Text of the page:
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VII. PROBLEM SOLVING The following problems are designed to help you apply the concepts that you learned in this chapter. A. Economic Analysis of Costs 1. In the blanks below, put V if you think the item would contribute to variable cost and F if you think it would be part of fixed cost in the short run. __ a. The cost of purchasing raw materials. __ b. Depreciation on machinery when the rate of production is considered to be the primary source of depreciation. __ c. The annual fire-insurance premium on plant buildings. __ d. A tax levied on the firm for each hour of labor employed. __ e. Depreciation on machinery when time rather than quantity of output produced is considered to be the factor principally responsible for the depreciation __ f. Salaries paid to supervisors on an annual basis. __ g. Local property taxes on buildings. __ h. The cost of purchasing electric power to run the machines. __ i. The cost of maintaining an active research-and-development department. __ j. A royalty paid for the use of certain machines according to number of units produced. __ k. Extra pay for overtime work by labor. 2. The numbers in Table 7-1 indicate the estimated total cost incurred in producing quantities of output from 0 to 20 units weekly. This firm produces widgets using labor and a fixed capital base. TABLE 7-1 Output 0 2 4 6 8 10 12 14 16 18 20 Total Cost 50 70 85 95 100 110 125 145 170 200 235 Total Variable Cost ___ ___ ___ ___ ___ ___ ___ ___ ___ ___ ___ AVC X ___ ___ ___ ___ ___ ___ ___ ___ ___ ___ ATC X ___ ___ ___ ___ ___ ___ ___ ___ ___ ___ AFC X ___ ___ ___ ___ ___ ___ ___ ___ ___ ___ MC X ___ ___ ___ ___ ___ ___ ___ ___ ___ ___

a. Fill in the missing figures for total variable cost, AVC (average variable cost), ATC (average total cost), and AFC (average fixed cost). b. Fill in the missing figures for MC (marginal cost). Hint: Remember that marginal cost is the change in total cost divided by change in quantity. c. Plot the total cost, total variable cost, and fixed cost curves in Figure 7-2. Make sure to label your diagram carefully.

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Figure 7-2 d. Plot the AVC, ATC, AFC, and MC curves in Figure 7-3. Again, make sure to label your diagram carefully. 3. Suppose the firm described in Chapter 7 of your text is a farm that produces fresh tomatoes in greenhouses. It can use varying quantities of energy and labor in the short run. Increasing the amount of energy used to run the greenhouse will improve the yield of the tomato plants; increasing the number of laborers employed to weed and care for the plants will also increase the yield. The firm finds that the daily marginal productivity of these inputs is as shown in Table 7-2.

Figure 7-3 TABLE 7-2 Units of Labor Employed 1 2 3 4 5 6 7 a. Marginal Product 10 12 14 13 11 8 3 Units of Energy Employed 1 2 3 4 5 6 7 Marginal Product 20 25 22 17 10 1 -10

At what level of employment does diminishing returns set in for labor? For energy? Explain.

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b. If workers are paid $4 per unit, and energy costs $11 per unit, and the firm has $57 to spend on inputs, what is the optimal mix of labor and energy for this firm to employ? Explain.

c. Suppose an oil embargo causes the price of energy to rise. What will happen to the optimal mix of labor and energy? Explain in general terms.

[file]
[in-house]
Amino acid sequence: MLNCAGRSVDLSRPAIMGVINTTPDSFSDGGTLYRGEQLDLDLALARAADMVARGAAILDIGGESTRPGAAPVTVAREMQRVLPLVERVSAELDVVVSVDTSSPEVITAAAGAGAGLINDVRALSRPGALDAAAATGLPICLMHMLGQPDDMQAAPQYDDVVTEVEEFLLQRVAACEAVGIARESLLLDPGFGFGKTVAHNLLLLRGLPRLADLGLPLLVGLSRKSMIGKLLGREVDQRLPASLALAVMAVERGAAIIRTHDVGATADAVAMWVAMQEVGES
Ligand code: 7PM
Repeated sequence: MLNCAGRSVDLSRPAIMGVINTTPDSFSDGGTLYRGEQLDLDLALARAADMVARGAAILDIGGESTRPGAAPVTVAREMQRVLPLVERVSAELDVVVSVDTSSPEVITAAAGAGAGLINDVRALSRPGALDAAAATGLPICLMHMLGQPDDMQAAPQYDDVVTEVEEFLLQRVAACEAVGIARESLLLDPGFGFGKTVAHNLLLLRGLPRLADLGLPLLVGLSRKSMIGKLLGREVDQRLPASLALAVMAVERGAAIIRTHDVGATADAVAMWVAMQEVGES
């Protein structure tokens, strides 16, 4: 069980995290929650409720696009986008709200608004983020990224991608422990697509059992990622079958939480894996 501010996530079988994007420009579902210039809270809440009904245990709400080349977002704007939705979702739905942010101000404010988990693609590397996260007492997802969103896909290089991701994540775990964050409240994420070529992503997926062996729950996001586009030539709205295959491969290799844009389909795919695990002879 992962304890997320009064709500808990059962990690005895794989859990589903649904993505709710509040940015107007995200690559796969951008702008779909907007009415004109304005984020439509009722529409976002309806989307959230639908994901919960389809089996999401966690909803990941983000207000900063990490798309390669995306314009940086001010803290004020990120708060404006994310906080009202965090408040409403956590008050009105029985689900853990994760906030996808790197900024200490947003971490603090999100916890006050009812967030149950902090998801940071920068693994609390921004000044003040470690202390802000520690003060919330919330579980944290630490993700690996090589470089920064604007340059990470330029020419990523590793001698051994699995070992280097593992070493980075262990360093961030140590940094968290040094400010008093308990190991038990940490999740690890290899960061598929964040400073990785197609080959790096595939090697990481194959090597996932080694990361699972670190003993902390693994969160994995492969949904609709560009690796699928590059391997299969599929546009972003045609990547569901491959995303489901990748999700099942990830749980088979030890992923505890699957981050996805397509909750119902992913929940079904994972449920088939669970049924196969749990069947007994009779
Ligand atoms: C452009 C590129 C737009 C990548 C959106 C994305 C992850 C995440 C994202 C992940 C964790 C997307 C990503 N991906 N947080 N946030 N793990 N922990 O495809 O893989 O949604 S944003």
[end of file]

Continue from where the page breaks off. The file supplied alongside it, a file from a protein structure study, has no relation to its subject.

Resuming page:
B. Economic Costs and Business Accounting 4. In December 1999, the Utter Confusion Manufacturing Company was formed, with the sale for cash of 5000 shares of common stock at $10 apiece. a. In Table 7-3, show this firm’s balance sheet as of December 31, 1999. Assume that the proceeds from the entire $50,000 stock sale were still held in cash and that no other transactions had taken place yet. TABLE 7-3 Assets Cash. . . . . . . . . . . . . . . . . . . . . . . . . $___ Liabilities and Net Worth Liabilities . . . . . . . . . . . . . . . . . . . . . . . $___ Net worth: Capital . . . . . . . . . . . . . . . . . . . . . . . $___

Now suppose that the firm’s operations during 2000 can be described as follows: 1. Money received (all in cash): a. Sales of merchandise manufactured, $115,000 b. Bonds sold (100 bonds @ $1000), $100,000 2. Money paid out (all in cash): a. Machinery purchased, $170,000 b. Raw materials purchased for use, $50,000 c. Wages paid to labor, $24,000 d. Interest paid on bond issue, $10,000 All raw materials purchased were fully used up in manufacturing before the end of the year (i.e., the closing inventory of raw materials was zero). All goods manufactured during 2000 were sold during 2000 (i.e., zero finished goods remained in the closing inventory). Depreciation on machinery was estimated at 10 percent, or $17,000. (The machinery was worth $170,000 when it was purchased on January 1. It was estimated as being worth only $153,000 on December 31. It was partly “used up” or worn out by use during the year, but that does not mean a cash outlay of $17,000.) The interest rate paid on the bonds is 10 percent. Note that item 2.d. above shows interest paid as $10,000, so it must be true that the bonds were floated (i.e., that the $100,000 was borrowed) on January 1, 2000. b. How much cash did Utter Confusion have on December 31, 2000? (Hint: Start with the $50,000 raised from the sale of stock. Add the money received from sales of merchandise and bonds, listed above; then deduct the various cash outlays also listed.) c. Draw up the firm’s balance sheet for December 31, 2000, in Table 7-4. There are three steps involved: (1) Run through the information above for assets held at the end of the year; they will have to be listed at their proper value on that date. (Hint: You have already dealt with cash; you should find only one other asset.) (2) Do the same for liabilities. (Hint: You should find only one.) (3) Repeat the process one more time for net worth. Remember that net worth must be whatever figure is needed to bring the balance sheet into balance. Follow the convention of dividing net worth between capital and retained earnings. Leave financial capital at $50,000 (because no more stock was sold during the year). Let retained earnings be the line within net worth that is manipulated to perform the balancing act.